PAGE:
How would you best describe the local documentary filmmaking scene?

It is an untapped market filled with talent in the documentary film-making scene. I believe there is huge potential in making Malaysia a documentary hub and well known to the global market in this regard. Compared to the Film, Drama and TV format sector in Malaysia, documentary content is significantly easier to be well received and accepted by an international audience, and our advantage is that we have a variety of stories to be told. Achievement and success stories from Malaysian documentary filmmakers are big wins for us and FINAS role is to promote these success stories to bring Malaysia to the next level. Our Producers, Directors, DOPs are equivalent and some are even above international standards, thanks to the engagement and networking initatives that have been established between Malaysian documentary filmmakers and international broadcasters and distributors.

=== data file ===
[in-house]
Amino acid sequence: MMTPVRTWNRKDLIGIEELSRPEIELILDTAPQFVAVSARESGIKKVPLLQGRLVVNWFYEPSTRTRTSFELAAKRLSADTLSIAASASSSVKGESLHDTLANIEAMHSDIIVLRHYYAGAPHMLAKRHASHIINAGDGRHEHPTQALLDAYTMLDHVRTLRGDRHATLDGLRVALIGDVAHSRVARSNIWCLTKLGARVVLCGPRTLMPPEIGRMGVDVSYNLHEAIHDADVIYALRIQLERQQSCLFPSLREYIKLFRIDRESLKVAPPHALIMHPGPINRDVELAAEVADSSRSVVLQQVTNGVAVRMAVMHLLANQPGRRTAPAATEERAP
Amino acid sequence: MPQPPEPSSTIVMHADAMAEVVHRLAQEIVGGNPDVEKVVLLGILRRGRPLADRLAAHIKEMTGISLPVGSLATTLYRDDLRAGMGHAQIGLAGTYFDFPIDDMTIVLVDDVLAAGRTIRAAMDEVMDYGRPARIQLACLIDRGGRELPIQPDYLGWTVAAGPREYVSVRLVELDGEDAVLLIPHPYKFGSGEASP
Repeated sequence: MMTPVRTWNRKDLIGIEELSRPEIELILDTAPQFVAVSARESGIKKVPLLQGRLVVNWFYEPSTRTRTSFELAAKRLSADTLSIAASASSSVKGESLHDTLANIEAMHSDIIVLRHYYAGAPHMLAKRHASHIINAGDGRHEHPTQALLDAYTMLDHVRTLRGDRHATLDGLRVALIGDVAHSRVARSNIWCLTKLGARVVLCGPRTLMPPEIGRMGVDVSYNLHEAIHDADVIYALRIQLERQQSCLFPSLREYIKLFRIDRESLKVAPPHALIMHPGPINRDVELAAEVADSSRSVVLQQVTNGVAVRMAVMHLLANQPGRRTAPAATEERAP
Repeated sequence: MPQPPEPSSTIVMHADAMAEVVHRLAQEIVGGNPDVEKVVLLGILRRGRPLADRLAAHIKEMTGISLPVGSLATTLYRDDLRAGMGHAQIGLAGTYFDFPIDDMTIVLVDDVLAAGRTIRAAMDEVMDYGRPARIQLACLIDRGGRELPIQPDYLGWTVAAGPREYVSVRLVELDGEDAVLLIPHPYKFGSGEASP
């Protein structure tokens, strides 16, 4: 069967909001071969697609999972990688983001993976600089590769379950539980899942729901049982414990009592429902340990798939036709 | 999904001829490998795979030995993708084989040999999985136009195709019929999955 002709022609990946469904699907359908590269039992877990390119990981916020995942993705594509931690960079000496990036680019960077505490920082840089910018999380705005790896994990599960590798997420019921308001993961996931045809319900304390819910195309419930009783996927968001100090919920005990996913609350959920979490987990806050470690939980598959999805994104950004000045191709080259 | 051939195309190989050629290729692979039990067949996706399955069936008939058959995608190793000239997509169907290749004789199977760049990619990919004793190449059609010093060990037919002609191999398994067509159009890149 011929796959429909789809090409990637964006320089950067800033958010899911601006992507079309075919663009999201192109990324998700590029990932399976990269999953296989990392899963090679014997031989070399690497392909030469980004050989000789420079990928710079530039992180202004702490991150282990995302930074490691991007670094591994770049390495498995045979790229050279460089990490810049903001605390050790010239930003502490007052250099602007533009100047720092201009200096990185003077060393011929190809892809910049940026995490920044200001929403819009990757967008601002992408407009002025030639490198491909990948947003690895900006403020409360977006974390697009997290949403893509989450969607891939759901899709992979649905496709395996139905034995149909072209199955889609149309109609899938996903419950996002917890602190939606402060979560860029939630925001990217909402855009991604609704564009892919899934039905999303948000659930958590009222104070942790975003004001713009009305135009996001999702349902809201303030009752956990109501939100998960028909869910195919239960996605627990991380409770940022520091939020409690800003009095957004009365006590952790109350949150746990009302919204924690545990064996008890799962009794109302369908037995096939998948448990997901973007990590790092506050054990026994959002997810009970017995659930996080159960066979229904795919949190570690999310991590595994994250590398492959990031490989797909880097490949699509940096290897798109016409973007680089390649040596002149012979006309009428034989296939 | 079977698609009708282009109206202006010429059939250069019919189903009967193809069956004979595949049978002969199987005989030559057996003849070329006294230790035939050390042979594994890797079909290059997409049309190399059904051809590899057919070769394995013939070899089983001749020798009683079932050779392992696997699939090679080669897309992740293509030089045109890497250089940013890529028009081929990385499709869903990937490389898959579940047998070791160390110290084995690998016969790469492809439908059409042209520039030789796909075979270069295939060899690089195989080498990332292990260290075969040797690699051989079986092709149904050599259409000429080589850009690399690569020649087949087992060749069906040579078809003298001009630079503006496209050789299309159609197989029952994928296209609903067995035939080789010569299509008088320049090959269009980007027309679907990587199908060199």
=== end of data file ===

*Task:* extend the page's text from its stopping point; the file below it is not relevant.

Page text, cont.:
In order to present true stories, facts cannot be filtered and sometimes the truth is not favourable or desirable to the viewers. How can a documentary filmmaker present true yet controversial stories without compromising their work i.e. censorship, cut out scenes, etc.?

From my personal point of view, censorship shouldn’t be a barrier in any form of conveying a story or message to the audience. Censorship is not just an issue in Malaysia, but all countries around the world have their own terms and guidelines. It is more of a guideline. Based from my conversations from many producers, for them to even enter into US TV channels they can sometimes be subject to more stringent guidelines. A good producer or director should know what can and cannot be done if they plan to go global.